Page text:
Walking and biking aren’t just recreational
Published 10:40 am Tuesday, June 22, 2010
One of the things I like about living in Albert Lea is biking around Fountain Lake or taking the Blazing Star Trail out to the state park. On the bike, I’m much more aware of what’s around me: Sunshine flickering across blue (well, OK, sometimes green) water. Trees waving in the breeze. Birds calling out to each other. People of all ages fishing from boats or bridges. Getting out on my bike helps keep even the most frustrating or tedious day from being completely unbearable.
I realize that “quality of life” issues — like bike trails — might seem trivial in a week when families made homeless by tornadoes are putting their lives back together, but those sort of trivial “qualities” in a community reveal the kind of people who choose to live in it. We are the kind of people who risk our lives to assist our neighbors during a disaster, and who volunteer our time and resources to help them recover afterwards. And, yes, we are the kind of people who spend money to make cycling and walking easier and safer. Even in the shadow of the last week’s destruction, those trails make me glad we chose to live here.
Many years ago, I lived in the city of Erlangen in Germany; it’s one of the most pedestrian and bike-friendly communities in Europe, with bike lanes on many streets and separate pedestrian and bike paths, bridges and tunnels all over the city. Even in winter, I didn’t need a car to get to class, buy bread at the bakery or vegetables at the market, since the bikeways were cleared just like the streets.
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As I compare where I lived then to where I live now, what I miss most is the ability to easily and safely walk or use my bicycle to do errands. Here, despite Albert Lea’s small size, it’s hard to get around safely and easily on a bicycle. I’m always competing for space with vehicles that are much heavier. We in Albert Lea need to recognize that walking and cycling are also ways to take care of errands and get to appointments, not just a way to help build a healthier lifestyle for residents.
Next Monday’s City Council meeting will include a presentation and public hearing about proposed bike lanes for Front Street, stretching from Southwest Middle School all the way to the beginning of the Blazing Star Recreational Trail. Front Street is a good choice for a cross town bike route, at least for people who live south of Main Street. And if the route continued as Front Street turns into Garfield Avenue, it would be even better, giving people living in the southwest and northeast quadrants of Albert Lea easier, safer ways to use their feet or bikes to get to schools, stores and the swimming pool, among other destinations.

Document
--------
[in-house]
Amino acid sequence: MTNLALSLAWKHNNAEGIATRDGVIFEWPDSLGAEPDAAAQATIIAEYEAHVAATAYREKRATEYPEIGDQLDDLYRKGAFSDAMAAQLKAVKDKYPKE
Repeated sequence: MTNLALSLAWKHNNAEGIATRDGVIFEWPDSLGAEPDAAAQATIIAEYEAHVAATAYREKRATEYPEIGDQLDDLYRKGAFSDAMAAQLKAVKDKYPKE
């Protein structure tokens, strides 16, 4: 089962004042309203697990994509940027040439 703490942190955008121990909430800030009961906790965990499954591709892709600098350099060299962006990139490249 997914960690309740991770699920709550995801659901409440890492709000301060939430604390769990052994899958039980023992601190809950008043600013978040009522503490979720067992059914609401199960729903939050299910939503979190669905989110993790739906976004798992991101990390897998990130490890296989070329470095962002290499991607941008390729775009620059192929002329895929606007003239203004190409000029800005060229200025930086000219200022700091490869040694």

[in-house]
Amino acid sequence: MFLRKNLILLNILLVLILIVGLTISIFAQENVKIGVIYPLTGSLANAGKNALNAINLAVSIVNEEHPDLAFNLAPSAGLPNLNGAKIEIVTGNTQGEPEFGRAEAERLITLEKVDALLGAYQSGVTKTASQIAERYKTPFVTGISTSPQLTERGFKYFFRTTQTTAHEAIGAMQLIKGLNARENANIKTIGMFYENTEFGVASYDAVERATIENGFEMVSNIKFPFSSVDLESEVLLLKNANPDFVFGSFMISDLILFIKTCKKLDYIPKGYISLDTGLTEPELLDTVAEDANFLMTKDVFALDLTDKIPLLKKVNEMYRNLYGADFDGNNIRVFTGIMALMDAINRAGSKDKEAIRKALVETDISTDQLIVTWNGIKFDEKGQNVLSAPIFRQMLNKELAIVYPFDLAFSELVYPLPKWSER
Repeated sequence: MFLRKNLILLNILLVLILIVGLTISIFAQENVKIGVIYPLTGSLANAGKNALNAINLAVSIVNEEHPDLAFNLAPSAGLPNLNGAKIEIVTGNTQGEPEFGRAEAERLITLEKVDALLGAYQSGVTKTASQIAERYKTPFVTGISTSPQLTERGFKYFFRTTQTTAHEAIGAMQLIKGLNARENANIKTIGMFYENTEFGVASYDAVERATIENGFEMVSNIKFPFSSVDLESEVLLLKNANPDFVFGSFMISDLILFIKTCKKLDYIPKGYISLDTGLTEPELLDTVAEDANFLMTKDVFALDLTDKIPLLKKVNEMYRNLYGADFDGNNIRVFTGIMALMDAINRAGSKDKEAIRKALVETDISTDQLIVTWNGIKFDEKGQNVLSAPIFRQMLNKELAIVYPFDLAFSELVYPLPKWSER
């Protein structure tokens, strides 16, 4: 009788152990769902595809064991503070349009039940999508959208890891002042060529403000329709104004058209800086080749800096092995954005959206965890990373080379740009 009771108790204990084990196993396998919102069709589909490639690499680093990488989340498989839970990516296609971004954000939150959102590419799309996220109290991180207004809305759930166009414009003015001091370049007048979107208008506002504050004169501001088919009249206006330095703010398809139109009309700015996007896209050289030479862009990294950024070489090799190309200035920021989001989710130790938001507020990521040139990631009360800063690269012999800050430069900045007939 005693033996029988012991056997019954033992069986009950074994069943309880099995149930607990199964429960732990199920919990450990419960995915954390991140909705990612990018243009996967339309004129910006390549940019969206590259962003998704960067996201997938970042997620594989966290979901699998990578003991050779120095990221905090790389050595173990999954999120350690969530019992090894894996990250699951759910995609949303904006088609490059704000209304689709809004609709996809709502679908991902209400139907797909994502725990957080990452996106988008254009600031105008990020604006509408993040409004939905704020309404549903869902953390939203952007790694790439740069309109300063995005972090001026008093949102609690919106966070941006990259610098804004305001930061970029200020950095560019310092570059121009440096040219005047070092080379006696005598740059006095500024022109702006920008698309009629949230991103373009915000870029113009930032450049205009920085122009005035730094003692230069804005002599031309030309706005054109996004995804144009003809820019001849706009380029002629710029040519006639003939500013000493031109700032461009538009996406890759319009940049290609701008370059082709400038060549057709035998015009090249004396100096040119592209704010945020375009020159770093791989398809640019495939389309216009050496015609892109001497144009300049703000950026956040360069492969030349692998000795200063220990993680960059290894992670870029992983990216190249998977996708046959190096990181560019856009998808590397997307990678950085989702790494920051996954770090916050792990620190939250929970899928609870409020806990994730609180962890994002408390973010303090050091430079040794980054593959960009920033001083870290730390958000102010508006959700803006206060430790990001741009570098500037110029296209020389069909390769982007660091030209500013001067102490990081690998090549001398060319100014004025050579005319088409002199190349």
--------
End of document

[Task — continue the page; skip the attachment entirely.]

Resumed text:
So, it’s a good idea, this bike lane proposal. But having lived in a city which made the investment in separate bike and pedestrian paths, I’m not overwhelmed by my enthusiasm.
This is partly because of resentment of the way we’ve let our ideas about getting around town be directed by our dependency on cars, like leaving out sidewalks in newer neighborhoods and on major thoroughfares. Why do walkers and cyclists always have to defer to the desires of drivers? Why weren’t the abandoned rail lines that once criss-crossed the city turned into bike and pedestrian paths years ago? Why weren’t bike lanes automatically included in reconstruction projects on major thoroughfares?
Part of my lack of enthusiasm for bike lanes on Front Street, however, is more practical. Removing the loading zones at Southwest and Sibley will create a major headache for the schools and the families who pick up their kids along that street. It may end up creating a dangerous situation for students, outweighing the safety and convenience bike lanes offer to cyclists.
Should the bike lane only be on the north side of Front at that location? Cars aren’t supposed to stop to pick up kids on that side of the street anyway. Would having a separate bikeway at the stretch be a better option, even though it would be more expensive?
I don’t know what’s going to be the best solution. I hope something can be worked out. More importantly, whatever the City Council decides to do, planning and work on ways for cyclists and pedestrians to get around town needs to continue. It’s a quieter way of demonstrating our priorities than helping out during and after a disaster, but it’s still significant.
Albert Lea resident David Rask Behling teaches at Waldorf College in Forest City, Iowa, and lives with his wife and children in Albert Lea. His column appears every other Tuesday.